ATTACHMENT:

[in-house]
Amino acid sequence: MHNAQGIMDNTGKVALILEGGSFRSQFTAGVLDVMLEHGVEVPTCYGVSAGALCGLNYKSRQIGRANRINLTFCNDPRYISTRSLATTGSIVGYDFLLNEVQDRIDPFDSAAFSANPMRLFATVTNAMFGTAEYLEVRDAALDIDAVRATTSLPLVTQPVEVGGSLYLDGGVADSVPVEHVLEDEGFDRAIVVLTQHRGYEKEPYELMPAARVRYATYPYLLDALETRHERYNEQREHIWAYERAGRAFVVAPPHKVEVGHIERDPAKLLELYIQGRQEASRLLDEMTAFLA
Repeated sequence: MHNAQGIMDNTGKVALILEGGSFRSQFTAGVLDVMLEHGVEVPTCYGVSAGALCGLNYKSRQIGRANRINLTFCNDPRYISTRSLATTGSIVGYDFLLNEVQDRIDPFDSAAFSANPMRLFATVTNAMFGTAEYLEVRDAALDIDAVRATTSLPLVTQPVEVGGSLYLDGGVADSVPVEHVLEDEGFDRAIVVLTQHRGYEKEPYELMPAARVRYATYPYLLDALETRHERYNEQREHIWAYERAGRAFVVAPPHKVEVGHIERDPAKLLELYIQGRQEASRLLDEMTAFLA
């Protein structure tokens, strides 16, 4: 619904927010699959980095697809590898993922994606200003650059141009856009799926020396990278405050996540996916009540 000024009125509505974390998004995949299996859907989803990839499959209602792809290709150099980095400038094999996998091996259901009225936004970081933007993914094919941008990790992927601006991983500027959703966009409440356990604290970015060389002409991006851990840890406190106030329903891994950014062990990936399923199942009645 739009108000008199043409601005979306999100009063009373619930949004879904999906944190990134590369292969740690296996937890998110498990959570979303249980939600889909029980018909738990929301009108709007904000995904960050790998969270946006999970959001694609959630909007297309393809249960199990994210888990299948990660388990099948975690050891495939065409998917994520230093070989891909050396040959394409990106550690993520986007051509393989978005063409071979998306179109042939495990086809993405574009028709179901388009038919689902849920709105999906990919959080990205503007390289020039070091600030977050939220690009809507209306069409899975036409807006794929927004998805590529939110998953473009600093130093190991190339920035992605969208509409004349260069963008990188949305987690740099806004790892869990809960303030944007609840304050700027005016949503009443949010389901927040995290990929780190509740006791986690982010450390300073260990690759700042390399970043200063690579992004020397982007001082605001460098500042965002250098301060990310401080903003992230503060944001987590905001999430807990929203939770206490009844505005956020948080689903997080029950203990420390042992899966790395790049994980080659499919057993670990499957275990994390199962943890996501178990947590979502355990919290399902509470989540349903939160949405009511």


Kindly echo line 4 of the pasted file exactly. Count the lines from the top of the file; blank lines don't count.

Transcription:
């Protein structure tokens, strides 16, 4: 619904927010699959980095697809590898993922994606200003650059141009856009799926020396990278405050996540996916009540 000024009125509505974390998004995949299996859907989803990839499959209602792809290709150099980095400038094999996998091996259901009225936004970081933007993914094919941008990790992927601006991983500027959703966009409440356990604290970015060389002409991006851990840890406190106030329903891994950014062990990936399923199942009645 739009108000008199043409601005979306999100009063009373619930949004879904999906944190990134590369292969740690296996937890998110498990959570979303249980939600889909029980018909738990929301009108709007904000995904960050790998969270946006999970959001694609959630909007297309393809249960199990994210888990299948990660388990099948975690050891495939065409998917994520230093070989891909050396040959394409990106550690993520986007051509393989978005063409071979998306179109042939495990086809993405574009028709179901388009038919689902849920709105999906990919959080990205503007390289020039070091600030977050939220690009809507209306069409899975036409807006794929927004998805590529939110998953473009600093130093190991190339920035992605969208509409004349260069963008990188949305987690740099806004790892869990809960303030944007609840304050700027005016949503009443949010389901927040995290990929780190509740006791986690982010450390300073260990690759700042390399970043200063690579992004020397982007001082605001460098500042965002250098301060990310401080903003992230503060944001987590905001999430807990929203939770206490009844505005956020948080689903997080029950203990420390042992899966790395790049994980080659499919057993670990499957275990994390199962943890996501178990947590979502355990919290399902509470989540349903939160949405009511």